There are plenty of awards ceremonies for gaming, but few are as respected and prestigious as the annual DICE Awards, tied into the developer conference in Las Vegas. This year’s event featured the first VR and AR games to be recognized.
While console and PC juggernauts like Blizzard’s Overwatch walked away with most of the standard categories, new sets of nominations were included this year to recognize games appearing on VR headsets. First up was the Immersive Reality Technical Achievement, celebrating VR design, an important aspect of development in the tech’s early stages. It was Ubisoft’s first-person multiplayer flight game, Eagle Flight [Review: 7.5/10], that won the award, beating out stiff competition from the likes of Superhot VR [Review: 9/10], I Expect You To Die [Review: 7.5/10], Job Simulator [Review: 8/10], and even Tilt Brush.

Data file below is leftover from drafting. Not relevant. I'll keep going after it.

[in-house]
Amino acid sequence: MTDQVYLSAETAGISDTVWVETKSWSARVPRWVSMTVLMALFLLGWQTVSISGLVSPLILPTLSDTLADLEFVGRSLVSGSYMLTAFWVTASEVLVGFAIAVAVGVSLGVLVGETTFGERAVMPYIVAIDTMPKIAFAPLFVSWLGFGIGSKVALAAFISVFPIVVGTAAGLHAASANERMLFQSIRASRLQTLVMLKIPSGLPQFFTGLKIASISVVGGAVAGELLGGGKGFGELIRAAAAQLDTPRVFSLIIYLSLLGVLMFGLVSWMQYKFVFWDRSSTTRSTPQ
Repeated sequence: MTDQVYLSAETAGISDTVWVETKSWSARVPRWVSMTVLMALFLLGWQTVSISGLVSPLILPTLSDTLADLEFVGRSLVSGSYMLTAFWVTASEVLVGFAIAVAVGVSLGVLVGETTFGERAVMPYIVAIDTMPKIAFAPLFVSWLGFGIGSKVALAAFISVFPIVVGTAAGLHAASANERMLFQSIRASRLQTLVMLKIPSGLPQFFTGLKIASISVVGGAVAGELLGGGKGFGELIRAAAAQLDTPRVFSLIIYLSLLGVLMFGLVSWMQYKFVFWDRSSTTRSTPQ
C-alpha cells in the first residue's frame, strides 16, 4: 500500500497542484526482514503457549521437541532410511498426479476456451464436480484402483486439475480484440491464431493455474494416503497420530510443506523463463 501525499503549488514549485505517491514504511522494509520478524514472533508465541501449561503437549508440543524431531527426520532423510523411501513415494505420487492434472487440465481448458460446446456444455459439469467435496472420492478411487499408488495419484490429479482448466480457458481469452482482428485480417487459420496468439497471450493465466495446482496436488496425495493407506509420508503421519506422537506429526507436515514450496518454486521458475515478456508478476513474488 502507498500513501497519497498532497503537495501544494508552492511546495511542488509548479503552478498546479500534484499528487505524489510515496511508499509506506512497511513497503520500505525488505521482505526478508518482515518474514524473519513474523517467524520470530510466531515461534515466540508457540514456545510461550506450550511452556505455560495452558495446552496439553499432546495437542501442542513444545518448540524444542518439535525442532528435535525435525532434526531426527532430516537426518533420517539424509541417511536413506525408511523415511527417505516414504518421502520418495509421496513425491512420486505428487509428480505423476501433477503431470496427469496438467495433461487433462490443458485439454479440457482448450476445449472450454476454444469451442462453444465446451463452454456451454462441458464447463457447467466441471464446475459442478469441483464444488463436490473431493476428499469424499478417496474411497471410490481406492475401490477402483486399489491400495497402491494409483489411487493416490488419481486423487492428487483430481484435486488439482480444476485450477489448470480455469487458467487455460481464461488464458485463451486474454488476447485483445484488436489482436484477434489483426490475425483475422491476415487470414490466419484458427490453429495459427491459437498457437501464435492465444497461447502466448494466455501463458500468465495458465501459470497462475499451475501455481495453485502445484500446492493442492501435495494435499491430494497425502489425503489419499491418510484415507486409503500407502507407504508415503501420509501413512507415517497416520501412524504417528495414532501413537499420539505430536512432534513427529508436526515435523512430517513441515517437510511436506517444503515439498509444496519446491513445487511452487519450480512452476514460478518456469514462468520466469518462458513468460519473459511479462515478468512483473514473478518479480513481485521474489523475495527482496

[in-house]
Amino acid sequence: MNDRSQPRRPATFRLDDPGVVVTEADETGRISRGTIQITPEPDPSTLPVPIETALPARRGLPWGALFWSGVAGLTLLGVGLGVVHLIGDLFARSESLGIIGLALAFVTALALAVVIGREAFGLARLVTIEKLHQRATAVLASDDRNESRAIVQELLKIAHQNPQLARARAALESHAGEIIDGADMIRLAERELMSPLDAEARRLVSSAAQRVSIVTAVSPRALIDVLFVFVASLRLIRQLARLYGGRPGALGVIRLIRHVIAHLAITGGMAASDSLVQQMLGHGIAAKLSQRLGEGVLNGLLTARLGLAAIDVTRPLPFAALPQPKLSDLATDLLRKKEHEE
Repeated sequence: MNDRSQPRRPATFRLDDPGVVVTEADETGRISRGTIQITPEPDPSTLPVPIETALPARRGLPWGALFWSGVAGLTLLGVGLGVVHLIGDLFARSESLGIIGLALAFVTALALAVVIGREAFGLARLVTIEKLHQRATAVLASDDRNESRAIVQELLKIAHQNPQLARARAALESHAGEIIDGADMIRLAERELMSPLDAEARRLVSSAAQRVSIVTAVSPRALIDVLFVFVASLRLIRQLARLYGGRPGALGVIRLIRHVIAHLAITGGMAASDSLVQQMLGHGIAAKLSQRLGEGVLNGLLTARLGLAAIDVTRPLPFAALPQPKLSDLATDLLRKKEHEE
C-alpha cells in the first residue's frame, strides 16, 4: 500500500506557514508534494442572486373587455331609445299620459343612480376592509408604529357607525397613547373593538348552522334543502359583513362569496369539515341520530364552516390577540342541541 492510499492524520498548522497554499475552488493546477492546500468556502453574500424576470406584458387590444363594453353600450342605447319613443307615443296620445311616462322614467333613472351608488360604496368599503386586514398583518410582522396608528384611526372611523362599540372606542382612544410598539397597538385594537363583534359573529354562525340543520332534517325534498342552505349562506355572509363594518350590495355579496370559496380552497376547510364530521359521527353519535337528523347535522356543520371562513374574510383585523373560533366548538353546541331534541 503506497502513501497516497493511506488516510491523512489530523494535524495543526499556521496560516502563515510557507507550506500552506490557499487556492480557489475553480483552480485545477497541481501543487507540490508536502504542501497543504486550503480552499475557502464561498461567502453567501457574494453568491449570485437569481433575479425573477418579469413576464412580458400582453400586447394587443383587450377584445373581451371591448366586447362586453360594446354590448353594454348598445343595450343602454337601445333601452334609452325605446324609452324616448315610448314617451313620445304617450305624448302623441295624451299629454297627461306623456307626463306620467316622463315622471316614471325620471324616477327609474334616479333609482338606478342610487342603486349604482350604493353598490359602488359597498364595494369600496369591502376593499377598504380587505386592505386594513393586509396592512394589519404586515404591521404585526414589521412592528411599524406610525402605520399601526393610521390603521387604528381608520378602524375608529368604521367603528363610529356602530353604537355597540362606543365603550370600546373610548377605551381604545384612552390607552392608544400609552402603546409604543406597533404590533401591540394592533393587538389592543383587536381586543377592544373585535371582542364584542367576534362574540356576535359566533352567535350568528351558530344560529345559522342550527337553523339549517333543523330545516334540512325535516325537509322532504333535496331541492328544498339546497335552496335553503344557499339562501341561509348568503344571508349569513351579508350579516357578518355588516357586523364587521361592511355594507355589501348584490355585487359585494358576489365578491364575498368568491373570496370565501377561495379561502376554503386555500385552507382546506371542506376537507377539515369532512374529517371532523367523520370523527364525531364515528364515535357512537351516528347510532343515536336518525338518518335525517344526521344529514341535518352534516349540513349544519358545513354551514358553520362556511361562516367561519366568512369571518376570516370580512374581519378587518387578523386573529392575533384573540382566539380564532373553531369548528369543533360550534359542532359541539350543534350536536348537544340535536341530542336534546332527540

The more hotly contested category, though, was Immersive Reality Game of the Year. This time is was Superhot’s turn for well-deserved glory, triumphing over a similar list of games including Eagle Flight, I Expect You to Die, Job Simulator, and Valve’s The Lab [Review: 9/10].
But it wasn’t just these categories in which reality-altering games prevailed. Mobile Game of the Year went to Niantic’s Pokemon Go, the hugely successful AR smartphone app that took the world by storm in 2016 as players headed out of their homes and into the world to capture virtual pocket monsters. Other VR compatible games like Thumper [Review: 9/10] and Driveclub VR [Review: 7/10] had been nominated in a range of categories, though didn’t quite make the final cut.
It’s a solid list of winners, representing the good start VR software had in 2016. In the year ahead we’ll be looking to titles like Epic Games’ Robo Recall and Bethesda’s VR port of Fallout 4 to up the ante even more and make next year’s awards an even more competitive and exciting event.